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Honolulu Jazz Quartet gives aloha to John Coltrane

The late, great saxophonist John Coltrane held a special connection to Hawaii during his formative years. He joined the Navy barely 19 on August 6, 1945, the same day as Hiroshima. Shortly after the end of World War II, he was stationed on Oahu, playing in the black Navy band, the Melody Masters.

The critically acclaimed Honolulu Jazz Quartet will give some aloha to the late John Coltrane in a special musical tribute, July 14th, at the Kahala Hotel & Resort’s Veranda Lounge three days after the anniversary of his death.
Photo courtesy of Kahala Hotel and Resort

Coltrane would continue as a civilian musician, making his fame out in the rest of the world with other, more famous bands. The Honolulu Jazz Quartet — led by bassist John Kolivas — will pay its respects to “Trane” in a special, July 14th concert at Honolulu’s five-star Kahala Hotel & Resort, in the Veranda Lounge by the Pacific Ocean.

As a relatively young band, HJQ’s released only three major albums, including its first live album, recorded at Seattle’s Triple Door. But what the musicians have recorded thus far is all original, head and shoulders above most hard-bopping instrumentals. Bandleader Kolivas, saxophonist Tim Tsukiyama, pianist Dan Del Negro, and drummer von Baron are known for putting together a solid show, respectful of the jazz genre but enormously creative in the interplay and solos, with a distinct island vibe representing their Hawaii ties. Critics from far and wide love HJQ’s self-produced, island-jazz music.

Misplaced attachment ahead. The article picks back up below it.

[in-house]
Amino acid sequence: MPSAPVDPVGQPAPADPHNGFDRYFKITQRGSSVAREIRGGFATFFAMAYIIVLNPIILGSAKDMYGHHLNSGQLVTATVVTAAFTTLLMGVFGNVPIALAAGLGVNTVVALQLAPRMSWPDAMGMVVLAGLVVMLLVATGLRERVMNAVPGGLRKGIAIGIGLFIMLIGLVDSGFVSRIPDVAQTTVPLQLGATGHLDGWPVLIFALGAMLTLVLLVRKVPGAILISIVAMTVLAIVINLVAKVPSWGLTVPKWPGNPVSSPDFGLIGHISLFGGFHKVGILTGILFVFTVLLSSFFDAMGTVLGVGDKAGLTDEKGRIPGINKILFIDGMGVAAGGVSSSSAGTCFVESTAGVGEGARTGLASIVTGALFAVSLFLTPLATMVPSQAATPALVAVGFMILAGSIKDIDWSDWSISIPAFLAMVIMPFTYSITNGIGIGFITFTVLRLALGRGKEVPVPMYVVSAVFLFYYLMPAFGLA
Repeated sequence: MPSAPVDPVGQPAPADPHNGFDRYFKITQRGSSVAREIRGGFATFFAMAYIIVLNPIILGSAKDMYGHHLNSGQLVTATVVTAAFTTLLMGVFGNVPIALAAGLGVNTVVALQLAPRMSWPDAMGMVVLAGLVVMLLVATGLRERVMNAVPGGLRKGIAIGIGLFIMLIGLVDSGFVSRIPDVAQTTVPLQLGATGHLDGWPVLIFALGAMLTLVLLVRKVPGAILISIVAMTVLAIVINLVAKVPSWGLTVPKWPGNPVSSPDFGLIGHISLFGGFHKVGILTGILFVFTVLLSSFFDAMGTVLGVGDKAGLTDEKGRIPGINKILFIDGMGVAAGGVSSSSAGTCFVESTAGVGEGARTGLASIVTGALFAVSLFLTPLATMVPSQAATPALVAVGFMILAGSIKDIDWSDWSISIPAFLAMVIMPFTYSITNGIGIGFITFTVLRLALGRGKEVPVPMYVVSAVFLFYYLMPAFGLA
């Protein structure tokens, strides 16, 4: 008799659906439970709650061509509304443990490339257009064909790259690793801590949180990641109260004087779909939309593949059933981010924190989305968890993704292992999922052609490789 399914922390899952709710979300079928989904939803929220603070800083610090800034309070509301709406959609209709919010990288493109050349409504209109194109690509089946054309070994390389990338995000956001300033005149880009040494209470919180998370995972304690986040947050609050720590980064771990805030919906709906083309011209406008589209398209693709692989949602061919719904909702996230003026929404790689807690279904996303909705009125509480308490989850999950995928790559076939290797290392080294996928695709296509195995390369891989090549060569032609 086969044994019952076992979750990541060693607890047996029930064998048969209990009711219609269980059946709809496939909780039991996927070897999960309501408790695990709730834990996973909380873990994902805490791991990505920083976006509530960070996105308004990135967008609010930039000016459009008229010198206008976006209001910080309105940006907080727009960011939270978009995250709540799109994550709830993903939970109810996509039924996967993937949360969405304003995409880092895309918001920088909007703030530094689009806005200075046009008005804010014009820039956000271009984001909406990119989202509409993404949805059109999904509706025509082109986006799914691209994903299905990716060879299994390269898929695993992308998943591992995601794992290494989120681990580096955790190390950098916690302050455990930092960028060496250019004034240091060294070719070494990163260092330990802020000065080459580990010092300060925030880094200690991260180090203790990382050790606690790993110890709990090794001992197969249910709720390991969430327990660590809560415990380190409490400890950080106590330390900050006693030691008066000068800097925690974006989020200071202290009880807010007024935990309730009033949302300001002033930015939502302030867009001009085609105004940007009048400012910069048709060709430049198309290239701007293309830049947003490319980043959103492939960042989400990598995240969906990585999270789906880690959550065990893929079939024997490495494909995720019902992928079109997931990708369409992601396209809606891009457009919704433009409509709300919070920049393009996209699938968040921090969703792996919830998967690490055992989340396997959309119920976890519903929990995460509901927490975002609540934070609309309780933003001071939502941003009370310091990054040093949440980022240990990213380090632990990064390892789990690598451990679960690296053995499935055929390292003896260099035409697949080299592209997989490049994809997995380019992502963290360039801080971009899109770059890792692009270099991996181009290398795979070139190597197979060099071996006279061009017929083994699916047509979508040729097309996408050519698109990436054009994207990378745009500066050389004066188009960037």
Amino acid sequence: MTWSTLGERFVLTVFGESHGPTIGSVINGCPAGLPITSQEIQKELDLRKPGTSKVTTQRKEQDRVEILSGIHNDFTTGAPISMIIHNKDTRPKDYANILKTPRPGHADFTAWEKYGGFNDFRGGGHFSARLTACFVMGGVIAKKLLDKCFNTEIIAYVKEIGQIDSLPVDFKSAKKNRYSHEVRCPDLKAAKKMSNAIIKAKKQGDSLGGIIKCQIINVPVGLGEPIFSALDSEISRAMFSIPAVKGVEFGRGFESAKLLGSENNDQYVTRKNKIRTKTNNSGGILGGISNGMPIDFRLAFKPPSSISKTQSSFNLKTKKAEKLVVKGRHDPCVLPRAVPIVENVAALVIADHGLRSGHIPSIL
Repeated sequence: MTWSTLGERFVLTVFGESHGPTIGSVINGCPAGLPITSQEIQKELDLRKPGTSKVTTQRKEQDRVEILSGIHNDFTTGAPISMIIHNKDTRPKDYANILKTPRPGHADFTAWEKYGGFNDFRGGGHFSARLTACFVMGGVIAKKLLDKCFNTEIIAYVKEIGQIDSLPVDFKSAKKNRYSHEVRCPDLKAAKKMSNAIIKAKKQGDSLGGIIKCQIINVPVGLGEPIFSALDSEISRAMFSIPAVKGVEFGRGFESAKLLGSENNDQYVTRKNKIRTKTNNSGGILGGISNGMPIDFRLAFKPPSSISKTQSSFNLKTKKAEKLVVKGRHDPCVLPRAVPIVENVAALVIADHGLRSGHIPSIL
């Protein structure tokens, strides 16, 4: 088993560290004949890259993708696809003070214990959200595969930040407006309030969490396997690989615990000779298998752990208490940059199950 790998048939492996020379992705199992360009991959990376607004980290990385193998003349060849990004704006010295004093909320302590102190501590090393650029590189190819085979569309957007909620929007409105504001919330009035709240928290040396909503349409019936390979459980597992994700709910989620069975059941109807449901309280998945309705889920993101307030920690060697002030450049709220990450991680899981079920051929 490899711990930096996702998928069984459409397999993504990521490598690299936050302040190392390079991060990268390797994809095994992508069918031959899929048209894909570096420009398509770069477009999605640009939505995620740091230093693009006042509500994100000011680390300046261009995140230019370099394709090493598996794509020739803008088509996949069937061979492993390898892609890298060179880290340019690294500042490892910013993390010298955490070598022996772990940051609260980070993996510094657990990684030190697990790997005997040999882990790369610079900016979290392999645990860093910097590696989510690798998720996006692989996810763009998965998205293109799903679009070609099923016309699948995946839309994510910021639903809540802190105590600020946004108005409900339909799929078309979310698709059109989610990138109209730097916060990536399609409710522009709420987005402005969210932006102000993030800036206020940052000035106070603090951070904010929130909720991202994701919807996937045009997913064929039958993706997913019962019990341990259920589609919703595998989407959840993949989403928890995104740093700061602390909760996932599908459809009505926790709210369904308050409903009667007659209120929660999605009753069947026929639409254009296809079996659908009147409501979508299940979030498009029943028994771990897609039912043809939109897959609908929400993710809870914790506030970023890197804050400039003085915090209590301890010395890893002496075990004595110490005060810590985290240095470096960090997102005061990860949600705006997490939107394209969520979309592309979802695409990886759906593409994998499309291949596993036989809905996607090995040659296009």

Jazz Society Of Oregon’s George Fendel wrote of Tenacity May 2007: “Kolivas’s title tune, ‘Tenacity,’ gives Tsukiyama and Del Negro a chance to test their bop chops at high velocity. For contrast, try ‘The Indians,’ a very lovely ballad featuring Tsukiyama’s tenor. Kolivas also contributed a blues, ‘The Keez Is In The Car.’ Could that title be a salute to pianist Geoff Keezer? ‘Chillin’ At The Club’ once again features Tsukiyama’s mellow tenor, a sound I much preferred over his soprano work.”

Sheldon T. Nunn of JazzReview.com went for Sounds Of The City May 12, 2004: “With a sound that ebbs and flows from one track to the other like the tropical breezes of Hawaii, listeners cannot help but get turned on by these four superb musicians. When getting down to the gist of what jazz is all about, it is a group of guys just having fun with one another. … The chemistry between these guys is quite compelling, inasmuch as they appear to be a finely-tuned jazz activated sound energy ray of excitement. John Kolivas, pianist Dan Del Negro, saxophonist Tim Tsukiyama and drummer Adam Baron have had the good fortune of playing collectively together for a considerable amount of time. It definitely shows in their approach to Sounds Of The City.”

When HJQ’s first album, Sounds Of The City, came out in March 2004, the album reached #44 on JazzWeek’s Top 50 charts, tied with Norah Jones. That’s big time.

So this band’s more than capable of covering John Coltrane’s illustrious career, from bebop to hard bop, to modal, free jazz. They’ll take the stage July 14th — three days before the anniversary of Coltrane’s passing — for a 7:30 p.m.-10 p.m. show. Call (808) 739-8888.